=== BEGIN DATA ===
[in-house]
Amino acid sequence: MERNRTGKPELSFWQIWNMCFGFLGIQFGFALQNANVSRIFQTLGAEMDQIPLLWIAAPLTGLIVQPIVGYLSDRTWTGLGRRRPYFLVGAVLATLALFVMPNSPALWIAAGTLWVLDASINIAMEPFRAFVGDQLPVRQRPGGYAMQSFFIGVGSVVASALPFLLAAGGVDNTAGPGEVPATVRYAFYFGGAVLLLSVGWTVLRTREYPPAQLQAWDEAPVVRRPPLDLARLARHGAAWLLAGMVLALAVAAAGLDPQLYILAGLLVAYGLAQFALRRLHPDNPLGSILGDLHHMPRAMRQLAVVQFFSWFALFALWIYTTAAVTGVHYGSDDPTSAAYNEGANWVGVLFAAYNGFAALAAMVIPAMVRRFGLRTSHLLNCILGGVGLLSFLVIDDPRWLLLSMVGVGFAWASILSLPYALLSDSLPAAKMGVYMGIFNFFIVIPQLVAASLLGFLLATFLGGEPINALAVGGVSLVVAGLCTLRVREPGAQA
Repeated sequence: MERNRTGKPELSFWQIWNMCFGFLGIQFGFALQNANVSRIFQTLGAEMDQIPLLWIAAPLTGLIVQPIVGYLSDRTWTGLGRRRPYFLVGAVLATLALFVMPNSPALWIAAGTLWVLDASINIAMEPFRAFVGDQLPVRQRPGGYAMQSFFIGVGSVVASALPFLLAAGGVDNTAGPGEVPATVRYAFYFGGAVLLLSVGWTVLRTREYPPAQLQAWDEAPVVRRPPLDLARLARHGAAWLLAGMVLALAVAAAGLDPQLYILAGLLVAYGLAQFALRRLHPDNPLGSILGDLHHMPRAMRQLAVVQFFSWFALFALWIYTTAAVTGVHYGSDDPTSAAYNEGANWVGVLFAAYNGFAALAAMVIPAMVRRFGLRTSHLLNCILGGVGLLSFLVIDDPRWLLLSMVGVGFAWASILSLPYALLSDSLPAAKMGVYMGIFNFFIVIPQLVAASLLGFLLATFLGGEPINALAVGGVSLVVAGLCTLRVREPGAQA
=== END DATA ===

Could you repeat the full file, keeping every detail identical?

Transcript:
[in-house]
Amino acid sequence: MERNRTGKPELSFWQIWNMCFGFLGIQFGFALQNANVSRIFQTLGAEMDQIPLLWIAAPLTGLIVQPIVGYLSDRTWTGLGRRRPYFLVGAVLATLALFVMPNSPALWIAAGTLWVLDASINIAMEPFRAFVGDQLPVRQRPGGYAMQSFFIGVGSVVASALPFLLAAGGVDNTAGPGEVPATVRYAFYFGGAVLLLSVGWTVLRTREYPPAQLQAWDEAPVVRRPPLDLARLARHGAAWLLAGMVLALAVAAAGLDPQLYILAGLLVAYGLAQFALRRLHPDNPLGSILGDLHHMPRAMRQLAVVQFFSWFALFALWIYTTAAVTGVHYGSDDPTSAAYNEGANWVGVLFAAYNGFAALAAMVIPAMVRRFGLRTSHLLNCILGGVGLLSFLVIDDPRWLLLSMVGVGFAWASILSLPYALLSDSLPAAKMGVYMGIFNFFIVIPQLVAASLLGFLLATFLGGEPINALAVGGVSLVVAGLCTLRVREPGAQA
Repeated sequence: MERNRTGKPELSFWQIWNMCFGFLGIQFGFALQNANVSRIFQTLGAEMDQIPLLWIAAPLTGLIVQPIVGYLSDRTWTGLGRRRPYFLVGAVLATLALFVMPNSPALWIAAGTLWVLDASINIAMEPFRAFVGDQLPVRQRPGGYAMQSFFIGVGSVVASALPFLLAAGGVDNTAGPGEVPATVRYAFYFGGAVLLLSVGWTVLRTREYPPAQLQAWDEAPVVRRPPLDLARLARHGAAWLLAGMVLALAVAAAGLDPQLYILAGLLVAYGLAQFALRRLHPDNPLGSILGDLHHMPRAMRQLAVVQFFSWFALFALWIYTTAAVTGVHYGSDDPTSAAYNEGANWVGVLFAAYNGFAALAAMVIPAMVRRFGLRTSHLLNCILGGVGLLSFLVIDDPRWLLLSMVGVGFAWASILSLPYALLSDSLPAAKMGVYMGIFNFFIVIPQLVAASLLGFLLATFLGGEPINALAVGGVSLVVAGLCTLRVREPGAQA